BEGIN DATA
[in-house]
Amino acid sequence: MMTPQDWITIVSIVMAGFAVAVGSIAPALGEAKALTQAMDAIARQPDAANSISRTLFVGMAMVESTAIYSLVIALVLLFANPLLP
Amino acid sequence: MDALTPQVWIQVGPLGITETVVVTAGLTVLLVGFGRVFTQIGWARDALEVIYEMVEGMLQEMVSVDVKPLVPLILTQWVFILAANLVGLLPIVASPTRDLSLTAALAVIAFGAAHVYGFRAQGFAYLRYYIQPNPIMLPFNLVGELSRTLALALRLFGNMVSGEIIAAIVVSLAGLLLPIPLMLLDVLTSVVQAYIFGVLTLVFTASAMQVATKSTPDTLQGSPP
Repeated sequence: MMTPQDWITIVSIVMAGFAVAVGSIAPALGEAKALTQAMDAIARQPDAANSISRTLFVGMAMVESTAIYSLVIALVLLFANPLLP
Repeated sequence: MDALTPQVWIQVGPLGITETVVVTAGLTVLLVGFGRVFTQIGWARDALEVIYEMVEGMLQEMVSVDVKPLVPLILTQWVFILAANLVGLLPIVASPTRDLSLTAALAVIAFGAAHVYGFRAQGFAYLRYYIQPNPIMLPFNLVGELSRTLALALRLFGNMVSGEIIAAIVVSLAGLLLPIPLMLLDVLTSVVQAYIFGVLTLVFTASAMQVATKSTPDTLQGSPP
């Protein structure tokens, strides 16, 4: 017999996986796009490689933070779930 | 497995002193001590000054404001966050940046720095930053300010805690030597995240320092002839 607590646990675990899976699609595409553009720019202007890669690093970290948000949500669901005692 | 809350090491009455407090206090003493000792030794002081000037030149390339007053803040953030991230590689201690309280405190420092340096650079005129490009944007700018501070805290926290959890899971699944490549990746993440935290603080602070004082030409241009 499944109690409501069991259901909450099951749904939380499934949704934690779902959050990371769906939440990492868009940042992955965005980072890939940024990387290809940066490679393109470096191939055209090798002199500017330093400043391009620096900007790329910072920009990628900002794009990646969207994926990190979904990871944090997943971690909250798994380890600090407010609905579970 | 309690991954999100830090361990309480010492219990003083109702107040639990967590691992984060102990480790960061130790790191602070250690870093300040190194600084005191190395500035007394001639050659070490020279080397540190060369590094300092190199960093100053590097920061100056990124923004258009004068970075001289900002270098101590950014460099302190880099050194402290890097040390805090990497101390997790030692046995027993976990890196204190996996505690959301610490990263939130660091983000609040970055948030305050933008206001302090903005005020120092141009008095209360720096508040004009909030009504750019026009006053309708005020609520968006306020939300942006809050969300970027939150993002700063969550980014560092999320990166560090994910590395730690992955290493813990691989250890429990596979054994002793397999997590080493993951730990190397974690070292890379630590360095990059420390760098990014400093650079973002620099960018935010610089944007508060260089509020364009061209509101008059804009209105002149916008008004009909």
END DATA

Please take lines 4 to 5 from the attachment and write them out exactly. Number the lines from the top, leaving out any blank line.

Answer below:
Repeated sequence: MMTPQDWITIVSIVMAGFAVAVGSIAPALGEAKALTQAMDAIARQPDAANSISRTLFVGMAMVESTAIYSLVIALVLLFANPLLP
Repeated sequence: MDALTPQVWIQVGPLGITETVVVTAGLTVLLVGFGRVFTQIGWARDALEVIYEMVEGMLQEMVSVDVKPLVPLILTQWVFILAANLVGLLPIVASPTRDLSLTAALAVIAFGAAHVYGFRAQGFAYLRYYIQPNPIMLPFNLVGELSRTLALALRLFGNMVSGEIIAAIVVSLAGLLLPIPLMLLDVLTSVVQAYIFGVLTLVFTASAMQVATKSTPDTLQGSPP